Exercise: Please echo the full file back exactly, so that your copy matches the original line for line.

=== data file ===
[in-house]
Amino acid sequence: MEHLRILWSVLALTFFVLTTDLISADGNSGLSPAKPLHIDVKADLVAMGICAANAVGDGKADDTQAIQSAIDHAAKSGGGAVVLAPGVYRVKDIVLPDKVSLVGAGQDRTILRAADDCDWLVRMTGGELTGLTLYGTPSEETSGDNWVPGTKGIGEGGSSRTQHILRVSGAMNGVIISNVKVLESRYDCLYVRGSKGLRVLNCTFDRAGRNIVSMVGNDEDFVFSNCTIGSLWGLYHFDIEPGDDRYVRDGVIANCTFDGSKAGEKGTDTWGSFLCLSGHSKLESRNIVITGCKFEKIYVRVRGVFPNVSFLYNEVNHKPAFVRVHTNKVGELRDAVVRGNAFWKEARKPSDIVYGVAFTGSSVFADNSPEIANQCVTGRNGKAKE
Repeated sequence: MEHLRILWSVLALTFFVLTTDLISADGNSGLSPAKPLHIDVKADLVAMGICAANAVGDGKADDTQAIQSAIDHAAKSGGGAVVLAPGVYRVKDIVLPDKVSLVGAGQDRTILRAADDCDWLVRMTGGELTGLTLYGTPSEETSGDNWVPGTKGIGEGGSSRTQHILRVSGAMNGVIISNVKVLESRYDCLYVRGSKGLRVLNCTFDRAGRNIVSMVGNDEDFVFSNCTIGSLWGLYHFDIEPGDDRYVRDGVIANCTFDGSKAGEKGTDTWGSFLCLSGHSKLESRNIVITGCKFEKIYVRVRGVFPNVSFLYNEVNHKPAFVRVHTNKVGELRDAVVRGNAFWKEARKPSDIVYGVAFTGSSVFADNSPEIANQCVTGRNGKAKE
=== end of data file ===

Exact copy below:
[in-house]
Amino acid sequence: MEHLRILWSVLALTFFVLTTDLISADGNSGLSPAKPLHIDVKADLVAMGICAANAVGDGKADDTQAIQSAIDHAAKSGGGAVVLAPGVYRVKDIVLPDKVSLVGAGQDRTILRAADDCDWLVRMTGGELTGLTLYGTPSEETSGDNWVPGTKGIGEGGSSRTQHILRVSGAMNGVIISNVKVLESRYDCLYVRGSKGLRVLNCTFDRAGRNIVSMVGNDEDFVFSNCTIGSLWGLYHFDIEPGDDRYVRDGVIANCTFDGSKAGEKGTDTWGSFLCLSGHSKLESRNIVITGCKFEKIYVRVRGVFPNVSFLYNEVNHKPAFVRVHTNKVGELRDAVVRGNAFWKEARKPSDIVYGVAFTGSSVFADNSPEIANQCVTGRNGKAKE
Repeated sequence: MEHLRILWSVLALTFFVLTTDLISADGNSGLSPAKPLHIDVKADLVAMGICAANAVGDGKADDTQAIQSAIDHAAKSGGGAVVLAPGVYRVKDIVLPDKVSLVGAGQDRTILRAADDCDWLVRMTGGELTGLTLYGTPSEETSGDNWVPGTKGIGEGGSSRTQHILRVSGAMNGVIISNVKVLESRYDCLYVRGSKGLRVLNCTFDRAGRNIVSMVGNDEDFVFSNCTIGSLWGLYHFDIEPGDDRYVRDGVIANCTFDGSKAGEKGTDTWGSFLCLSGHSKLESRNIVITGCKFEKIYVRVRGVFPNVSFLYNEVNHKPAFVRVHTNKVGELRDAVVRGNAFWKEARKPSDIVYGVAFTGSSVFADNSPEIANQCVTGRNGKAKE